3. Delgado O, Kernan WP, Knoer SJ. Advancing the pharmacy practice model in a community teaching hospital by expanding student rotations. Am J Health-Syst Pharm. 2014;71(21):1871–1876.
  4. Bates JS, Buie LW, Lyons K, et al. A study of layered learning in oncology. Am J Pharm Educ. 2016;80(4) 68.
  5. Soric MM, Glowczewski JE, Lerman RM. Economic and patient satisfaction outcomes of a layered learning model in a small community hospital. Am J Health-Syst Pharm. 2016;73(7):456–462.
  6. Kalich BA, Cicci JD, Shah S, Reed BN. From pilot to practice: feasibility & impact of a layered learning practice model experience in cardiology [abstract]. Pharmacotherapy. 2013;33(10):e250.
  7. Leong C, Battistella M, Austin Z. Implementation of a near-peer teaching model in pharmacy education: experiences and challenges. Can J Hosp Pharm. 2012;65(5):394–398.
  8. Cameron K, Fernandes O, Musing ELS, Raymond C. Increasing capacity for experiential rotations for pharmacy learners: lessons learned from a multisite teaching hospital. Can J Hosp Pharm. 2016;69(1):23–29.
  9. Loy BM, Yang S, Moss JM, Kemp DW, Brown JN. Application of the layered learning practice model in an academic medical center. Hosp Pharm. 2017;52(4):266–272.
  10. Kasper B, Brownfield A. Evaluation of a Newly Established Layered Learning Model in an Ambulatory Care Setting.  Curr Pharm Teach Learn. (In Press).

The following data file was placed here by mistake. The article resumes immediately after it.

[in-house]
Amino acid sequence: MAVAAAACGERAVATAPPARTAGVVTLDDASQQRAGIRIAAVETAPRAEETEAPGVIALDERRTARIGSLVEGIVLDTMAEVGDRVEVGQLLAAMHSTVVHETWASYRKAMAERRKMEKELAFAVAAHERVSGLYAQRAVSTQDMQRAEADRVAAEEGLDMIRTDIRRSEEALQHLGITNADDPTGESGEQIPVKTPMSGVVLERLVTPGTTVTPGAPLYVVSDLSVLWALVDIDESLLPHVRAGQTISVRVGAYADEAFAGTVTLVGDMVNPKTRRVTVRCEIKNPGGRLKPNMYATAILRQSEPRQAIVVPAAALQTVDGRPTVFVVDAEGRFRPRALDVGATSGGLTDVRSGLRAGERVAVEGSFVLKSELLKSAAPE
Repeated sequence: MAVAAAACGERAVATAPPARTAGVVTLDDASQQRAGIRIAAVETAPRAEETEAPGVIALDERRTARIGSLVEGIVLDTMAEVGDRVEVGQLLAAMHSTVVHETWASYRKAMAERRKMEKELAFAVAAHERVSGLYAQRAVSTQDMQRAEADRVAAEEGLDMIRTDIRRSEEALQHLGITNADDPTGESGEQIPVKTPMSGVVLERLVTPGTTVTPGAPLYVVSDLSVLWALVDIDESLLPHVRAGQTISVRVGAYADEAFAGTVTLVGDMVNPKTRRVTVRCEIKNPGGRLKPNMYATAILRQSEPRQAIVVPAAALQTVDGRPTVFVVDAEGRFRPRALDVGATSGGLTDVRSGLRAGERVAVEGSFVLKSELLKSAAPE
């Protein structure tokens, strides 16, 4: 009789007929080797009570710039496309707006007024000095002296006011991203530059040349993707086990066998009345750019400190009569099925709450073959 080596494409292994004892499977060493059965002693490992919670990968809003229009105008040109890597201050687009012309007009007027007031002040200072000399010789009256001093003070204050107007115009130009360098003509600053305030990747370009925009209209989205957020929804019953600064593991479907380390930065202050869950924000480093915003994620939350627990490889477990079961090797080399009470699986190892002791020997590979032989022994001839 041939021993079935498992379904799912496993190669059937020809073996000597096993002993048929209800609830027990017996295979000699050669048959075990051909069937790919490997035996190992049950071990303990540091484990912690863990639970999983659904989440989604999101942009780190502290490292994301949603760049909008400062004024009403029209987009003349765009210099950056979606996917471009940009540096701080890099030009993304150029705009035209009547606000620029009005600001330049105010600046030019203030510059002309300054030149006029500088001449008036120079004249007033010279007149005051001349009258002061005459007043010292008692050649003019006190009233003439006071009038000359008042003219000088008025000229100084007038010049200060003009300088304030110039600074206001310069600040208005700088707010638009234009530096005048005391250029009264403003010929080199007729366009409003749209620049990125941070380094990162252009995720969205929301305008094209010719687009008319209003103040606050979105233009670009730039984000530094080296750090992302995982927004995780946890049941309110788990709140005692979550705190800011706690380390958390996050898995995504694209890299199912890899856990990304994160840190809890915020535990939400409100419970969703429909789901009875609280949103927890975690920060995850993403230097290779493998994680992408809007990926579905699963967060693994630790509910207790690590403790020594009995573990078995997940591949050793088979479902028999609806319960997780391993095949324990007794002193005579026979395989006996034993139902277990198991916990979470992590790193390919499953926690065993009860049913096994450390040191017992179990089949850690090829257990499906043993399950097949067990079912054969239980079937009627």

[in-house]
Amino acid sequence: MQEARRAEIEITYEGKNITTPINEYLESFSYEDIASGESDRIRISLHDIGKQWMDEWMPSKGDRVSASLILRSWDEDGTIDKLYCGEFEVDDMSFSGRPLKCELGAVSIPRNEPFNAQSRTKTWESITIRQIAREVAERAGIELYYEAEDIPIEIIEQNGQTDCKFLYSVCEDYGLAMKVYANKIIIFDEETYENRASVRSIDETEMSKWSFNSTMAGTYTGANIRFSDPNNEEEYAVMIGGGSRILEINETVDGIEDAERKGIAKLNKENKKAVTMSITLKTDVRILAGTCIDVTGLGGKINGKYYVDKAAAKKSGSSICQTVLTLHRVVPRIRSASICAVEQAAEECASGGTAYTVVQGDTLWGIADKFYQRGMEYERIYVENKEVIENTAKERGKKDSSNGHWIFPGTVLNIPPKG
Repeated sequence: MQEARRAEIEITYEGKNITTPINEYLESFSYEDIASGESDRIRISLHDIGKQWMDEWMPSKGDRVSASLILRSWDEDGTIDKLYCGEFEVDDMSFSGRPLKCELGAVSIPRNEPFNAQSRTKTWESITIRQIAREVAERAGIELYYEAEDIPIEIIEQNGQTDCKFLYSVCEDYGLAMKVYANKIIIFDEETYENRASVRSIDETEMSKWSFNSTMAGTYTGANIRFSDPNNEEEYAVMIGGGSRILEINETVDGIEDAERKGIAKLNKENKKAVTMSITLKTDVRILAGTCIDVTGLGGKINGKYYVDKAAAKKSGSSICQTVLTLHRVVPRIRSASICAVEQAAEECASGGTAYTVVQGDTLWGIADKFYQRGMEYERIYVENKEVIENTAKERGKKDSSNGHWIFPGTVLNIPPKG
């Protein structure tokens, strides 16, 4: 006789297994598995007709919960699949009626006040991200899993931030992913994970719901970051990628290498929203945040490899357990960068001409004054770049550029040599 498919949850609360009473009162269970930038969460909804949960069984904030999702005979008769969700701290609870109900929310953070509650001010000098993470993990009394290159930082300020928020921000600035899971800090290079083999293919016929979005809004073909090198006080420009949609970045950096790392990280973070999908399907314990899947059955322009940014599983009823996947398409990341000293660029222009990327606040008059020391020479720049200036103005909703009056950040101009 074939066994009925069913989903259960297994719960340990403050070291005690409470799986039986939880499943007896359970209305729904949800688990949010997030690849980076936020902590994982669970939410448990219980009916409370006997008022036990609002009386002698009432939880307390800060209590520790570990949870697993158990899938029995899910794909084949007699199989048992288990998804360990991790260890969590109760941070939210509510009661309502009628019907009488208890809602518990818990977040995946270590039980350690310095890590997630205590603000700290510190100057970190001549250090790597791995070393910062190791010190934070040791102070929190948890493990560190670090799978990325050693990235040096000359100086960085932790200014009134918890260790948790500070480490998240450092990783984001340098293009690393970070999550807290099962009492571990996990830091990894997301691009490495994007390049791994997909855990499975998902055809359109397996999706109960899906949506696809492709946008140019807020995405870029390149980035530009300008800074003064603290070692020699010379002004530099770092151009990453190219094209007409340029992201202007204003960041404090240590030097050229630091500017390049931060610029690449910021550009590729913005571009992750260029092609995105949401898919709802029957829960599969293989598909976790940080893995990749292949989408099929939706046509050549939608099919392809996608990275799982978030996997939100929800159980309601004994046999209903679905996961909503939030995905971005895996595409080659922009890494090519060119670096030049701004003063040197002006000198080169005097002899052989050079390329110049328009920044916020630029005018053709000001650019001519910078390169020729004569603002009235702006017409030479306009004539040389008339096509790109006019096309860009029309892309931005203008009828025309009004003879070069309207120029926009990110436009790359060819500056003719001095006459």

11. Masterson J, Rafferty A, Michalets E. The Clinical Training Center: a layered-learning rotation model to meet hospital goals and standards of practice [abstract]. Pharmacotherapy. 2016;36(12):e287.
  12. Smith WJ, Bird ML, Vesta KS, Harrison DL, Dennis VC. Integration of an introductory pharmacy practice experience with an advanced pharmacy practice experience in adult internal medicine. Am J Pharm Educ. 2012;76(3) Article 52.
  13. Kessler TL, Vesta KS, Smith WJ, Dennis VC, Bird ML, Harrison DL. Students' attitudes and perceptions of a structured longitudinal introductory pharmacy practice experience (IPPE) medicine rotation. Curr Pharm Teach Learn. 2011;3(1):2–8.
  14. Cobaugh DJ. Layered learning: the confluence of pharmacy education and practice. Am J Health-Sys Pharm. 2016;73(24):2035.